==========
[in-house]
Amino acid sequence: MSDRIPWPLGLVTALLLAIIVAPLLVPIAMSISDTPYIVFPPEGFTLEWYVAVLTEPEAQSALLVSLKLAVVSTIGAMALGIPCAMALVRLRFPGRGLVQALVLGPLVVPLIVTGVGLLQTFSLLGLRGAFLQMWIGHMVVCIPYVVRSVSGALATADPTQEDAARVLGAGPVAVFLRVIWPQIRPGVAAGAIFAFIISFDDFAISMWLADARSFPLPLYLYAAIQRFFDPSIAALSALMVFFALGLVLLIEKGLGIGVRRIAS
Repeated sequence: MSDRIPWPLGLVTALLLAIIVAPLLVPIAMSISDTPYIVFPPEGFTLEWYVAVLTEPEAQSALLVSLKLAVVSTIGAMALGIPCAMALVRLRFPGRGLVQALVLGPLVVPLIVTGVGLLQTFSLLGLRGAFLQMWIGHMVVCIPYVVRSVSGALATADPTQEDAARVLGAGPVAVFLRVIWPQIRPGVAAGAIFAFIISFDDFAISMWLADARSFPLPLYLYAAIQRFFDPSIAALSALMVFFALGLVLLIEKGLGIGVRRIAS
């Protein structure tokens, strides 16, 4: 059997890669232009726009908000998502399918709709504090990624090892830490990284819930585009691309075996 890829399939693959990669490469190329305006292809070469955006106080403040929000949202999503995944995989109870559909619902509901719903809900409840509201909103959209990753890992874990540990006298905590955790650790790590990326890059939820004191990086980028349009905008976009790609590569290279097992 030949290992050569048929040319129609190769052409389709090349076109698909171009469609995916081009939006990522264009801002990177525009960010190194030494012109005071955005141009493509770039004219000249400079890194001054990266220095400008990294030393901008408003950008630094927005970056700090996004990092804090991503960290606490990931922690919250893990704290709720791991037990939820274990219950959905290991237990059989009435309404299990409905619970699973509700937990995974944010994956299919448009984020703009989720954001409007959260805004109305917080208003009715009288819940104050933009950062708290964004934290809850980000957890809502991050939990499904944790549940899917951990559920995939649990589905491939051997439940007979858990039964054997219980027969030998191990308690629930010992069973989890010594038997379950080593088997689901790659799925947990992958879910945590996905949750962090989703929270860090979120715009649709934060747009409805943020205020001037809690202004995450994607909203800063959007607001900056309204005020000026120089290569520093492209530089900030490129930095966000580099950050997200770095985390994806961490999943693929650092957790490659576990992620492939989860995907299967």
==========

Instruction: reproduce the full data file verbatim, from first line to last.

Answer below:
[in-house]
Amino acid sequence: MSDRIPWPLGLVTALLLAIIVAPLLVPIAMSISDTPYIVFPPEGFTLEWYVAVLTEPEAQSALLVSLKLAVVSTIGAMALGIPCAMALVRLRFPGRGLVQALVLGPLVVPLIVTGVGLLQTFSLLGLRGAFLQMWIGHMVVCIPYVVRSVSGALATADPTQEDAARVLGAGPVAVFLRVIWPQIRPGVAAGAIFAFIISFDDFAISMWLADARSFPLPLYLYAAIQRFFDPSIAALSALMVFFALGLVLLIEKGLGIGVRRIAS
Repeated sequence: MSDRIPWPLGLVTALLLAIIVAPLLVPIAMSISDTPYIVFPPEGFTLEWYVAVLTEPEAQSALLVSLKLAVVSTIGAMALGIPCAMALVRLRFPGRGLVQALVLGPLVVPLIVTGVGLLQTFSLLGLRGAFLQMWIGHMVVCIPYVVRSVSGALATADPTQEDAARVLGAGPVAVFLRVIWPQIRPGVAAGAIFAFIISFDDFAISMWLADARSFPLPLYLYAAIQRFFDPSIAALSALMVFFALGLVLLIEKGLGIGVRRIAS
């Protein structure tokens, strides 16, 4: 059997890669232009726009908000998502399918709709504090990624090892830490990284819930585009691309075996 890829399939693959990669490469190329305006292809070469955006106080403040929000949202999503995944995989109870559909619902509901719903809900409840509201909103959209990753890992874990540990006298905590955790650790790590990326890059939820004191990086980028349009905008976009790609590569290279097992 030949290992050569048929040319129609190769052409389709090349076109698909171009469609995916081009939006990522264009801002990177525009960010190194030494012109005071955005141009493509770039004219000249400079890194001054990266220095400008990294030393901008408003950008630094927005970056700090996004990092804090991503960290606490990931922690919250893990704290709720791991037990939820274990219950959905290991237990059989009435309404299990409905619970699973509700937990995974944010994956299919448009984020703009989720954001409007959260805004109305917080208003009715009288819940104050933009950062708290964004934290809850980000957890809502991050939990499904944790549940899917951990559920995939649990589905491939051997439940007979858990039964054997219980027969030998191990308690629930010992069973989890010594038997379950080593088997689901790659799925947990992958879910945590996905949750962090989703929270860090979120715009649709934060747009409805943020205020001037809690202004995450994607909203800063959007607001900056309204005020000026120089290569520093492209530089900030490129930095966000580099950050997200770095985390994806961490999943693929650092957790490659576990992620492939989860995907299967």